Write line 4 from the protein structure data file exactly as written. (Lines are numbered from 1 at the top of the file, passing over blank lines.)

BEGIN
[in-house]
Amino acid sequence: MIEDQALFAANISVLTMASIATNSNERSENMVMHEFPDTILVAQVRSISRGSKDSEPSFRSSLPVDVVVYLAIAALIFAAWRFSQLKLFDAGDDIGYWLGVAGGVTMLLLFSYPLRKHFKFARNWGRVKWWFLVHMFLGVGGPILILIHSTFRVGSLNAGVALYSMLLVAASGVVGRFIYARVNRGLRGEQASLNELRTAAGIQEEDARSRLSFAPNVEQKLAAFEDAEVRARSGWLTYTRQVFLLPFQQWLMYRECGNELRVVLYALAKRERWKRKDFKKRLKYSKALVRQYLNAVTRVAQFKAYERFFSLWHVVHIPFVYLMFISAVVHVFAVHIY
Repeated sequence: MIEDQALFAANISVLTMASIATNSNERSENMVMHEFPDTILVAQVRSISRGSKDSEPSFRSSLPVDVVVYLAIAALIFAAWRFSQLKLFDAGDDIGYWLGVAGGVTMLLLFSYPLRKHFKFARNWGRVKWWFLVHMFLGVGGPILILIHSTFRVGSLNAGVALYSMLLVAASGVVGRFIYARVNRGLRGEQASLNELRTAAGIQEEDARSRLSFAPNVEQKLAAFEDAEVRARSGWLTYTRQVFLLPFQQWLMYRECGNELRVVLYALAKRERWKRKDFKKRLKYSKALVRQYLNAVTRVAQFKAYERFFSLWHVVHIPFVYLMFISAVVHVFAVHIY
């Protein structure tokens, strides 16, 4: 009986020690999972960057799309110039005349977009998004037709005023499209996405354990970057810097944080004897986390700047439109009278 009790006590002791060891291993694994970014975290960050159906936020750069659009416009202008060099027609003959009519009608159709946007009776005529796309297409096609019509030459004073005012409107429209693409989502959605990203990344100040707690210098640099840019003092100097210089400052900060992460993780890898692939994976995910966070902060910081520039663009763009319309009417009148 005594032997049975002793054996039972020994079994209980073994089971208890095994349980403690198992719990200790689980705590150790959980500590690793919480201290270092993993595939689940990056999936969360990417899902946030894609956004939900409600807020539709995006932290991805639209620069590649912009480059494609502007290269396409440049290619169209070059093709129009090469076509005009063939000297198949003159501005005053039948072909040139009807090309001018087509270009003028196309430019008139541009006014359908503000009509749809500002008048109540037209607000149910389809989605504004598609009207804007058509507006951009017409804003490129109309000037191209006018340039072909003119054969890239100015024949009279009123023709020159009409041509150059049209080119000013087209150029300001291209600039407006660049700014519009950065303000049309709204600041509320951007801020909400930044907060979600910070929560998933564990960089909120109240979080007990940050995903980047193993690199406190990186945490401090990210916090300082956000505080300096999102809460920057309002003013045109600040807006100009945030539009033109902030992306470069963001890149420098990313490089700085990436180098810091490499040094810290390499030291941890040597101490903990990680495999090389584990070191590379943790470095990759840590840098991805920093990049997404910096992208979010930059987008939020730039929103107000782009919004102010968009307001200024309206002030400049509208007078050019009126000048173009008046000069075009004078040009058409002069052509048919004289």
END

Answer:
């Protein structure tokens, strides 16, 4: 009986020690999972960057799309110039005349977009998004037709005023499209996405354990970057810097944080004897986390700047439109009278 009790006590002791060891291993694994970014975290960050159906936020750069659009416009202008060099027609003959009519009608159709946007009776005529796309297409096609019509030459004073005012409107429209693409989502959605990203990344100040707690210098640099840019003092100097210089400052900060992460993780890898692939994976995910966070902060910081520039663009763009319309009417009148 005594032997049975002793054996039972020994079994209980073994089971208890095994349980403690198992719990200790689980705590150790959980500590690793919480201290270092993993595939689940990056999936969360990417899902946030894609956004939900409600807020539709995006932290991805639209620069590649912009480059494609502007290269396409440049290619169209070059093709129009090469076509005009063939000297198949003159501005005053039948072909040139009807090309001018087509270009003028196309430019008139541009006014359908503000009509749809500002008048109540037209607000149910389809989605504004598609009207804007058509507006951009017409804003490129109309000037191209006018340039072909003119054969890239100015024949009279009123023709020159009409041509150059049209080119000013087209150029300001291209600039407006660049700014519009950065303000049309709204600041509320951007801020909400930044907060979600910070929560998933564990960089909120109240979080007990940050995903980047193993690199406190990186945490401090990210916090300082956000505080300096999102809460920057309002003013045109600040807006100009945030539009033109902030992306470069963001890149420098990313490089700085990436180098810091490499040094810290390499030291941890040597101490903990990680495999090389584990070191590379943790470095990759840590840098991805920093990049997404910096992208979010930059987008939020730039929103107000782009919004102010968009307001200024309206002030400049509208007078050019009126000048173009008046000069075009004078040009058409002069052509048919004289």